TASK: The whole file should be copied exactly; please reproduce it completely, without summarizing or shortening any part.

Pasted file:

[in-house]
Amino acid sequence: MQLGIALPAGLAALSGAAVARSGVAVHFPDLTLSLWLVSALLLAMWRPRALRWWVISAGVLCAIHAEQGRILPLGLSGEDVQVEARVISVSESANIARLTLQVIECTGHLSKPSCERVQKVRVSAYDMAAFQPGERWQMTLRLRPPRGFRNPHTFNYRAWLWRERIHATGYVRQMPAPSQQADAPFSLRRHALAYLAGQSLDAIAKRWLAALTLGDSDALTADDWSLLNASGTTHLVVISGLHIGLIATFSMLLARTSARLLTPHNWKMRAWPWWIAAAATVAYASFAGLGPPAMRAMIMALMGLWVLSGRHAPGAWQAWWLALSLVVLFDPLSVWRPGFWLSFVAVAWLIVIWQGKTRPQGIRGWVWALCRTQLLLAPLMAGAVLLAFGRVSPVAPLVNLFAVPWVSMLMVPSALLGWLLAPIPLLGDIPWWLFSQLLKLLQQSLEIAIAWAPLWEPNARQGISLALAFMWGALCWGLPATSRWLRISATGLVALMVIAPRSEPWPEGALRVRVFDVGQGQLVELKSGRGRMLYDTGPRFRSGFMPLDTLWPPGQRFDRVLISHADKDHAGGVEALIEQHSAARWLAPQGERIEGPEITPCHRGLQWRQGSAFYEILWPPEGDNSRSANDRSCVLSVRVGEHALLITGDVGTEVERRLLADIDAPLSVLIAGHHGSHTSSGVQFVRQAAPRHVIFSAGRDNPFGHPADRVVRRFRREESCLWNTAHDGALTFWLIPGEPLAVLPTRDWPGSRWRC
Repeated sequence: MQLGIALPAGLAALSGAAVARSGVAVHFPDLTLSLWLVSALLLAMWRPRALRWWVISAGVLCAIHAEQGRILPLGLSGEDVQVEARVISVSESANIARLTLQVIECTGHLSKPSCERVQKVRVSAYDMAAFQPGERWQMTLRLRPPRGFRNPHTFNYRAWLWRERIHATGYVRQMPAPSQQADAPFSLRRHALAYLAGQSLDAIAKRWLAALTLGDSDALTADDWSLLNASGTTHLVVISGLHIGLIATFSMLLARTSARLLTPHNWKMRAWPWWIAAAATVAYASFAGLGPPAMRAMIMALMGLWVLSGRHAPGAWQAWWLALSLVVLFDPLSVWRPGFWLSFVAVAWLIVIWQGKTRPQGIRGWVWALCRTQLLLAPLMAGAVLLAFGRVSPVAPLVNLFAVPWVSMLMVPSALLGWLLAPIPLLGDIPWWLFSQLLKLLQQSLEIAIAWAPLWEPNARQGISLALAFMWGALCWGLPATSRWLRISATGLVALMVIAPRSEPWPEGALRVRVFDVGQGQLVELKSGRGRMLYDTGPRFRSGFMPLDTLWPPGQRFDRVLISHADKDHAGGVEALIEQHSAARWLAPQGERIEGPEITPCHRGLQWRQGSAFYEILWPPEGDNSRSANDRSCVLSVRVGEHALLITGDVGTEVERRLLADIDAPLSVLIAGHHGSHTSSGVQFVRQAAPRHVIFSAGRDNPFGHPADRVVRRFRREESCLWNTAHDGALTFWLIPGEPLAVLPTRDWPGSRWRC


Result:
[in-house]
Amino acid sequence: MQLGIALPAGLAALSGAAVARSGVAVHFPDLTLSLWLVSALLLAMWRPRALRWWVISAGVLCAIHAEQGRILPLGLSGEDVQVEARVISVSESANIARLTLQVIECTGHLSKPSCERVQKVRVSAYDMAAFQPGERWQMTLRLRPPRGFRNPHTFNYRAWLWRERIHATGYVRQMPAPSQQADAPFSLRRHALAYLAGQSLDAIAKRWLAALTLGDSDALTADDWSLLNASGTTHLVVISGLHIGLIATFSMLLARTSARLLTPHNWKMRAWPWWIAAAATVAYASFAGLGPPAMRAMIMALMGLWVLSGRHAPGAWQAWWLALSLVVLFDPLSVWRPGFWLSFVAVAWLIVIWQGKTRPQGIRGWVWALCRTQLLLAPLMAGAVLLAFGRVSPVAPLVNLFAVPWVSMLMVPSALLGWLLAPIPLLGDIPWWLFSQLLKLLQQSLEIAIAWAPLWEPNARQGISLALAFMWGALCWGLPATSRWLRISATGLVALMVIAPRSEPWPEGALRVRVFDVGQGQLVELKSGRGRMLYDTGPRFRSGFMPLDTLWPPGQRFDRVLISHADKDHAGGVEALIEQHSAARWLAPQGERIEGPEITPCHRGLQWRQGSAFYEILWPPEGDNSRSANDRSCVLSVRVGEHALLITGDVGTEVERRLLADIDAPLSVLIAGHHGSHTSSGVQFVRQAAPRHVIFSAGRDNPFGHPADRVVRRFRREESCLWNTAHDGALTFWLIPGEPLAVLPTRDWPGSRWRC
Repeated sequence: MQLGIALPAGLAALSGAAVARSGVAVHFPDLTLSLWLVSALLLAMWRPRALRWWVISAGVLCAIHAEQGRILPLGLSGEDVQVEARVISVSESANIARLTLQVIECTGHLSKPSCERVQKVRVSAYDMAAFQPGERWQMTLRLRPPRGFRNPHTFNYRAWLWRERIHATGYVRQMPAPSQQADAPFSLRRHALAYLAGQSLDAIAKRWLAALTLGDSDALTADDWSLLNASGTTHLVVISGLHIGLIATFSMLLARTSARLLTPHNWKMRAWPWWIAAAATVAYASFAGLGPPAMRAMIMALMGLWVLSGRHAPGAWQAWWLALSLVVLFDPLSVWRPGFWLSFVAVAWLIVIWQGKTRPQGIRGWVWALCRTQLLLAPLMAGAVLLAFGRVSPVAPLVNLFAVPWVSMLMVPSALLGWLLAPIPLLGDIPWWLFSQLLKLLQQSLEIAIAWAPLWEPNARQGISLALAFMWGALCWGLPATSRWLRISATGLVALMVIAPRSEPWPEGALRVRVFDVGQGQLVELKSGRGRMLYDTGPRFRSGFMPLDTLWPPGQRFDRVLISHADKDHAGGVEALIEQHSAARWLAPQGERIEGPEITPCHRGLQWRQGSAFYEILWPPEGDNSRSANDRSCVLSVRVGEHALLITGDVGTEVERRLLADIDAPLSVLIAGHHGSHTSSGVQFVRQAAPRHVIFSAGRDNPFGHPADRVVRRFRREESCLWNTAHDGALTFWLIPGEPLAVLPTRDWPGSRWRC